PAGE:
You see it after nearly every race. The top runners—the fastest folks in the field—finish the race, grab a drink and head off for another few miles, while the rest of us lie down trying to recover. What’s up with that? Do the best runners know something we don’t?

The short answer is yes they know the value of an actual cooldown run.

Nobody questions the value of a good warmup before a hard run or race. Nearly every runner does (or should do) a short warmup to get the muscles and aerobic system tuned up and ready to roll. An insufficient warmup means you run with cold, stiff muscles which can lead to an injury.

So can finishing a hard run or race without a proper cooldown. Yet, many runners—beginners and veterans–ignore this important phase of training and racing.

Running or racing hard causes lactic acid and other waste products to accumulate in your muscles. When you don’t do a thorough cooldown (or warmdown, the terms are synonymous), these same waste products result in muscle stiffness because they pool in the running muscles. That’s why runners who don’t cooldown after finishing a hard workout or race find themselves walking around hobbled the next day from stiff muscles and joints. Or, even worse, they feel dizzy.

That stiffness will continue until the lactic acid and waste products are flushed from the muscles. If this cycle is repeated enough times, this stiffness becomes a chronic condition and injuries can result.

A good cooldown doesn’t take a lot of time or technique, but it should be done to remove the waste products from the muscles, slow down the aerobic system and allow your body enough time to return to its normal metabolic rate.

The best way to warmdown after a hard race or workout is very simple: Slowly jog for 10-15 minutes. You can tack this on to the end of a hard or long run by slowing down for the final mile to the point that when you stop, you’re breathing normally again. After your cooldown jog, walk for another five minutes. Grab a water bottle and drink. Chilly? Chuck your wet shirt for a dry one.

The harder the workout or race, the greater the importance of giving yourself at least 10 minutes to cool off and make the transformation from runner to civilian again.

Following your cooling jog and walk, try some gentle stretches. But don’t get too aggressive. If you’re extremely tired, you don’t want to stretch too deeply because you can injure those beat up muscles.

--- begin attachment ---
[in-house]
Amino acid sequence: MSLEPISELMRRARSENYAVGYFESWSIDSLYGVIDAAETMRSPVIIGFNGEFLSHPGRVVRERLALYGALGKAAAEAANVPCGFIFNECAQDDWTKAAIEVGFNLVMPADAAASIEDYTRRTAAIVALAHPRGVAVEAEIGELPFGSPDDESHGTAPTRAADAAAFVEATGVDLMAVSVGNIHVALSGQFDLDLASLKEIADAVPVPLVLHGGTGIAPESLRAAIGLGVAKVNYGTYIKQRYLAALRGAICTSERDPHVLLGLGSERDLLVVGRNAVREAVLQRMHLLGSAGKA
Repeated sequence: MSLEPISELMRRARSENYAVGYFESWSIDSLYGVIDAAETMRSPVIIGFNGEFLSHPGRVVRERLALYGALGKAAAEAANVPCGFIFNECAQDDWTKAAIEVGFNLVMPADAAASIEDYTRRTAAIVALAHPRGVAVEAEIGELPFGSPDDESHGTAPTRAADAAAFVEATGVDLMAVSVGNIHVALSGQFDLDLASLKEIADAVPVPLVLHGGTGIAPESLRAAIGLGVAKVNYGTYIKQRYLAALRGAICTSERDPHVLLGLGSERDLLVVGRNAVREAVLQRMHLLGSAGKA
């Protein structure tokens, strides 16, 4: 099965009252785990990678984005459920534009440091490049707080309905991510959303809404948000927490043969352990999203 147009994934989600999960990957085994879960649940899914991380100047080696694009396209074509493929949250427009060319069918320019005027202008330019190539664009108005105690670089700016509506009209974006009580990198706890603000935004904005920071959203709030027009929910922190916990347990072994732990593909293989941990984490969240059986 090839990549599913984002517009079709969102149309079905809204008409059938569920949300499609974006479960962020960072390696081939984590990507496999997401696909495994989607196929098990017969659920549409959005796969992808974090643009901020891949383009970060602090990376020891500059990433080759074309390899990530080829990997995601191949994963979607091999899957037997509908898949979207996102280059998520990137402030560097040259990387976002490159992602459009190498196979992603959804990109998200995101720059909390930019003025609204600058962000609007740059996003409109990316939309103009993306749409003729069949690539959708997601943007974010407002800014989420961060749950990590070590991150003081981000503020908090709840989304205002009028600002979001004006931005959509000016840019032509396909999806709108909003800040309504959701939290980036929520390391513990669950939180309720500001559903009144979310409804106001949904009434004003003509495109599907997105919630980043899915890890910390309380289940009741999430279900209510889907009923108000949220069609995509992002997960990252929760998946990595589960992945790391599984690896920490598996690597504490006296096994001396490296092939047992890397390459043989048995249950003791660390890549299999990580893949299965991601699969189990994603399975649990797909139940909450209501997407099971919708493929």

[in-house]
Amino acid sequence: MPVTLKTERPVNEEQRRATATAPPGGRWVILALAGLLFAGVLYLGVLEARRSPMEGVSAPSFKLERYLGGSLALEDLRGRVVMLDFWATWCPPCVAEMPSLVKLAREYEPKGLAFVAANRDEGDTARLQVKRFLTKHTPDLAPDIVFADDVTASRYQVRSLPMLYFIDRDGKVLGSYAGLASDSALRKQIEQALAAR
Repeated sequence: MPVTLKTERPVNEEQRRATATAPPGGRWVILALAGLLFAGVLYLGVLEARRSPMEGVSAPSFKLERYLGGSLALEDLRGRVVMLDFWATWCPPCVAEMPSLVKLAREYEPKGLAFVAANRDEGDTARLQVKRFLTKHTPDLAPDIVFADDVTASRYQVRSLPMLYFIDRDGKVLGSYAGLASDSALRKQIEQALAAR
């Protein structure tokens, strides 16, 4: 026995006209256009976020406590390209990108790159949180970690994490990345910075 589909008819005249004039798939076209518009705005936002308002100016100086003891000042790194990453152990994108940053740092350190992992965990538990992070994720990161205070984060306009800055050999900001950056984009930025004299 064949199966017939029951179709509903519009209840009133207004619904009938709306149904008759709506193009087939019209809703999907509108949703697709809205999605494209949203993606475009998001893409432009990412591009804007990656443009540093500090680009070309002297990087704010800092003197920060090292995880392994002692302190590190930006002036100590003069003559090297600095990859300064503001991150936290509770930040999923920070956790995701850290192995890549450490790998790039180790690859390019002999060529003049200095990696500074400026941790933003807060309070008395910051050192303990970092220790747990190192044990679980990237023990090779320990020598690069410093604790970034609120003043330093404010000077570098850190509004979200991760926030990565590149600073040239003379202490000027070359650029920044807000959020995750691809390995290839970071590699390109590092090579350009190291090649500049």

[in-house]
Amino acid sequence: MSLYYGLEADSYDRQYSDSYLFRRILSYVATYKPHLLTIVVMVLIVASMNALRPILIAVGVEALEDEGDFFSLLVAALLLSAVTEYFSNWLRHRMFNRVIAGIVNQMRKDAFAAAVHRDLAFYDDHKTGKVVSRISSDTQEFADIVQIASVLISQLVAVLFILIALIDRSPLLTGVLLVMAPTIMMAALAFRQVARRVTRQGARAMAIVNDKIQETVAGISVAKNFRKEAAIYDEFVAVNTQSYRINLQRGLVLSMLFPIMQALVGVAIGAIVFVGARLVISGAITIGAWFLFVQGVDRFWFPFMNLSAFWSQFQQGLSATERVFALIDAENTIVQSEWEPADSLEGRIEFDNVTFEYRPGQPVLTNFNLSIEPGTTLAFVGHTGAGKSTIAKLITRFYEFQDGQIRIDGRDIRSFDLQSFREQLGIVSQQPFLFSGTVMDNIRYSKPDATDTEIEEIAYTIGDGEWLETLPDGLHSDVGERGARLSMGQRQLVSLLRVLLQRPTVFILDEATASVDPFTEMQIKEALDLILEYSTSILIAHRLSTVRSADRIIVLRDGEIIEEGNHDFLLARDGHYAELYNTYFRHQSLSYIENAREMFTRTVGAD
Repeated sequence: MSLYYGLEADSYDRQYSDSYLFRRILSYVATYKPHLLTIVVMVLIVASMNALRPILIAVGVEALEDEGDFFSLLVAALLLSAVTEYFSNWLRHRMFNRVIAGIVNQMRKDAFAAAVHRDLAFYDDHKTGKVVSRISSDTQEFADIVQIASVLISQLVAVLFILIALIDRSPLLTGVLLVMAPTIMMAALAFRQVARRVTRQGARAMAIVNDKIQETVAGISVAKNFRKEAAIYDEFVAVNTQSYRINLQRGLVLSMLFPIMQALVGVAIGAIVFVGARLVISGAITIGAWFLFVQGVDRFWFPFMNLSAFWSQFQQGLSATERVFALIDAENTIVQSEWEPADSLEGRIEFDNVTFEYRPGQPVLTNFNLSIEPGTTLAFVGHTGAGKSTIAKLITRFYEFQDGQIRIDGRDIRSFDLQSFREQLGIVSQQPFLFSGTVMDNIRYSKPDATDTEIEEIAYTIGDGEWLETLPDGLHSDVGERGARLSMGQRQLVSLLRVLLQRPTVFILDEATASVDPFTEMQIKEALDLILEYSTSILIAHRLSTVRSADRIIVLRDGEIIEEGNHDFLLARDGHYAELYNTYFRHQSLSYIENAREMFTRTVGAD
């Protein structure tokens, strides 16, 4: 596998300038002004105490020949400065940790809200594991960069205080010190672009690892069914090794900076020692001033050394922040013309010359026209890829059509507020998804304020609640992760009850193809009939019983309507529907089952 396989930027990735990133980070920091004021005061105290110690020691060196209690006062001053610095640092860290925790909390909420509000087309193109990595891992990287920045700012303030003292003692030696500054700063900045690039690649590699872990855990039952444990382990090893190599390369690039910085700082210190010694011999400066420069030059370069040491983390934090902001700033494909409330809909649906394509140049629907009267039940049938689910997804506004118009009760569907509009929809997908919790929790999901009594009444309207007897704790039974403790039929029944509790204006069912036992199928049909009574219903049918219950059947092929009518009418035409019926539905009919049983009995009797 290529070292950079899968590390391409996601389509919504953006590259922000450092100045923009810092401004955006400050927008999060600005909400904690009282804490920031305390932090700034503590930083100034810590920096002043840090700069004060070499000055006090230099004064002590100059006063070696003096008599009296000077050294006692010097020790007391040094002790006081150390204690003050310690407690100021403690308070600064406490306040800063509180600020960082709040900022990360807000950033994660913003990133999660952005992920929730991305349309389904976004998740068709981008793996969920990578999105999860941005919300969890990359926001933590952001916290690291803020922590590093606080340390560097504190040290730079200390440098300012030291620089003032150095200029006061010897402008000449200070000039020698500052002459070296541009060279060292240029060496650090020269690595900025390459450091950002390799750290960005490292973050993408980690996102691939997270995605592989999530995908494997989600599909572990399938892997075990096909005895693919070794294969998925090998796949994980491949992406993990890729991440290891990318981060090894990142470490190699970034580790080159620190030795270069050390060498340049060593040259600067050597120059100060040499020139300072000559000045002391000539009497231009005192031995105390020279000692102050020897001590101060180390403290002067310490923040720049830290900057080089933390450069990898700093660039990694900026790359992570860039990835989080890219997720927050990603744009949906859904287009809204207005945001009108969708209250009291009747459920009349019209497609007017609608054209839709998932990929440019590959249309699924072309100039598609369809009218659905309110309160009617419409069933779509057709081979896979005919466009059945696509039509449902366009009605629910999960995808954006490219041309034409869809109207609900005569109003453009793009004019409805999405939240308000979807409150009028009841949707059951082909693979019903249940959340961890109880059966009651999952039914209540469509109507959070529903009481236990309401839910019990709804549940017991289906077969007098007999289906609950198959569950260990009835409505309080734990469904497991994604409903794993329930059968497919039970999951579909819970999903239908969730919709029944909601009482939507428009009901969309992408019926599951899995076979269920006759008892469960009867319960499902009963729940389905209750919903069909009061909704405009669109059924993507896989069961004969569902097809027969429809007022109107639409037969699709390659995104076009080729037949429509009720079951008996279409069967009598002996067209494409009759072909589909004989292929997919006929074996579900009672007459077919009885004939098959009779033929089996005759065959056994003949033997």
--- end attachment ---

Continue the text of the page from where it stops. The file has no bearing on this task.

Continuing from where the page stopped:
Cooling off after a race should begin right after you cross the finish line and rehydrate. First, give yourself a chance to recover. Then, spend a minute or two chatting with your fellow competitors, maybe grab another drink or two and then, rather than sitting or lying down, go for a short, easy jog. The temptation after a race—especially a tough half marathon or marathon—is to collapse in a heap, but this is just about the worst thing you can do.

If you do cave into temptation and sit or lay down, the blood in your legs, hips and butt muscles will pool and you’ll tighten up so much you’ll have great difficulty just getting up again.

After a marathon or half, if you are just too exhausted to do even a five-minute jog, that’s understandable. Instead of a jog, at least go for a walk around the finish area. If you’re cold, put on some dry sweats and just keep moving for 10-15 minutes.

While walking, if you should suddenly feel dizzy or faint (not uncommon after a long race), go to the medical tent for some attention. Eat or drink something. You might just be dehydrated or badly in need of some carbohydrates.

The one thing you don’t want to do following a marathon or long run is hop into a Jacuzzi or hot tub. You want your muscles to gradually cool off which is just the opposite of what hot water will do. It might feel good initially, but the next day you’ll pay for it with aching, stiff muscles.

The best therapy you can do after a proper cooldown is to hop in an ice bath. Simply fill a bath tub with several bags of ice, add some water and hop in. At first, it won’t be pleasant but the ice-cold water will reduce the inflammation in your muscles.

One other post-long run (or hard race suggestion): After you have recovered and eaten, try going for another walk, easy bike ride or short swim to keep the leg muscles from stiffening.